We believe the emphasis on physical components is misplaced in the case of a s.11 application concerning an activity, rather than a physical work. The Environmental Assessment Act, defines “project”as:

  • (a) any activity that has or may have adverse effects, or
  • (b) any construction, operation, modification, dismantling or abandonment of a physical work; (underlining added)
    The definition of “project” includes physical works but it also includes activities. Barging contaminated soil is an activity.

The EAO’s Substantial Start Determination Policy does not apply in this case because it applies to
s.31 of the Environmental Assessment Act, not s.11.

The decision in Taku River Tlingit First Nation v. British Columbia (Minister of Environment), 2014 BCSC 1278, does not apply in our situation. The decision is referenced on p.7 of the Policy as authority for the following proposition:

Based on the definition of “project” in the Act, the substantial start determination should address “primarily physical activities affecting the land environmentally, as contrasted with bureaucratic activities, for example, which do not.”

However, Taku River concerned a mine for which there was an environmental assessment certificate. The issue was whether the mine had been “substantially started”. In that context—a mine being a physical work—of course the decision came down to how much of the physical works had been started. This has no application to our s.11 application, which concerns an activity, not a physical work.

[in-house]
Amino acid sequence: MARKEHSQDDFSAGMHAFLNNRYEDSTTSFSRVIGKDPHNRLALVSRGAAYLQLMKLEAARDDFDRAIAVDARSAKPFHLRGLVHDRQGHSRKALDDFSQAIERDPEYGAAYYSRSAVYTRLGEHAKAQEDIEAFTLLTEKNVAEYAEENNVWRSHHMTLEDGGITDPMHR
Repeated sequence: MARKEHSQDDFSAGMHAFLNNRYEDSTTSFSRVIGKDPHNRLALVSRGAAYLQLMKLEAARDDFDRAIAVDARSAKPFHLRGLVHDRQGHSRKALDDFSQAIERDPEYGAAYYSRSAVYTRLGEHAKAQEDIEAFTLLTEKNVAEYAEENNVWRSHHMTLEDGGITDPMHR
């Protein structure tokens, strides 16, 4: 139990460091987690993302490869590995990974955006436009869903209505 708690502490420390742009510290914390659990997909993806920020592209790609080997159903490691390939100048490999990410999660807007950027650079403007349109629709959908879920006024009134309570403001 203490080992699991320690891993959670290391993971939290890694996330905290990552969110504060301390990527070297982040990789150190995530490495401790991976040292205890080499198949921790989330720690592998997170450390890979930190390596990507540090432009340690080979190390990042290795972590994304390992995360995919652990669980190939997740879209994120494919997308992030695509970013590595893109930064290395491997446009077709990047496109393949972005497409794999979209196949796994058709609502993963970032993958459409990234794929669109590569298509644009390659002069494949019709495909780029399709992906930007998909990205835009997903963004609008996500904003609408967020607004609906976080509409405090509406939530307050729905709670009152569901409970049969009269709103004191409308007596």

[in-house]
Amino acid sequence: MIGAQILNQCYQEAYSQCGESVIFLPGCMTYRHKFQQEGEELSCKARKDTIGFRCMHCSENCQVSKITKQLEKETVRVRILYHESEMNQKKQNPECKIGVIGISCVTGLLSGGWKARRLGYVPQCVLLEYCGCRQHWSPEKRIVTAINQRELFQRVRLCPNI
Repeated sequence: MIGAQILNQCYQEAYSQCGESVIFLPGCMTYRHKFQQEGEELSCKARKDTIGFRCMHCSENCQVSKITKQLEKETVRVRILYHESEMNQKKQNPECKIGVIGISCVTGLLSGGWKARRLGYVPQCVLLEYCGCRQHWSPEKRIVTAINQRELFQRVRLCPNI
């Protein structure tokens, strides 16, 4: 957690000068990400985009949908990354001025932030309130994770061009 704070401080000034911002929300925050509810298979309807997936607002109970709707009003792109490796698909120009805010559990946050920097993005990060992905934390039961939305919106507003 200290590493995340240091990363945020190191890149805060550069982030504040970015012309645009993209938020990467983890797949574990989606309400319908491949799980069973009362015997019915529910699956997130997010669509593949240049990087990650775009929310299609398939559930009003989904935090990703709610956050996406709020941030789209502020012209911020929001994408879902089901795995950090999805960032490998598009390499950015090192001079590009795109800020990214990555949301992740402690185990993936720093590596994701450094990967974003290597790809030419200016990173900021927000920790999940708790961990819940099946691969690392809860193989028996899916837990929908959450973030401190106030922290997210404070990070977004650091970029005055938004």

There seems to have been some confusion about this in the EAO. For example, the EAO letter of November 18, 2022 referred to “Modification of an Existing Marine Port Project”. And on January 10, 2023, the EAO posted on the EPIC website, the following statement referring to our
s.11 application:

There would be no new shoreline disturbance as a result of the modification of the marine port project.

We requested a correction, pointing out that “There is no proposed “modification of a marine port project” in this case.” In spite of this, the Report includes the following information at s.7.1.2:

The foreshore lease for the marine dock has previously been authorized by FOR and has substantially started with all physical structures, including pilings and dock structures, already in place. As such, it would not be required by the RPR to undergo an assessment under the Act. The marine dock is currently in operation and no new physical works would occur as part of the proposed lease extension, except for the repair or replacement of existing pilings, which was previously authorized by FOR and is integral to the continued operations of the existing marine port project.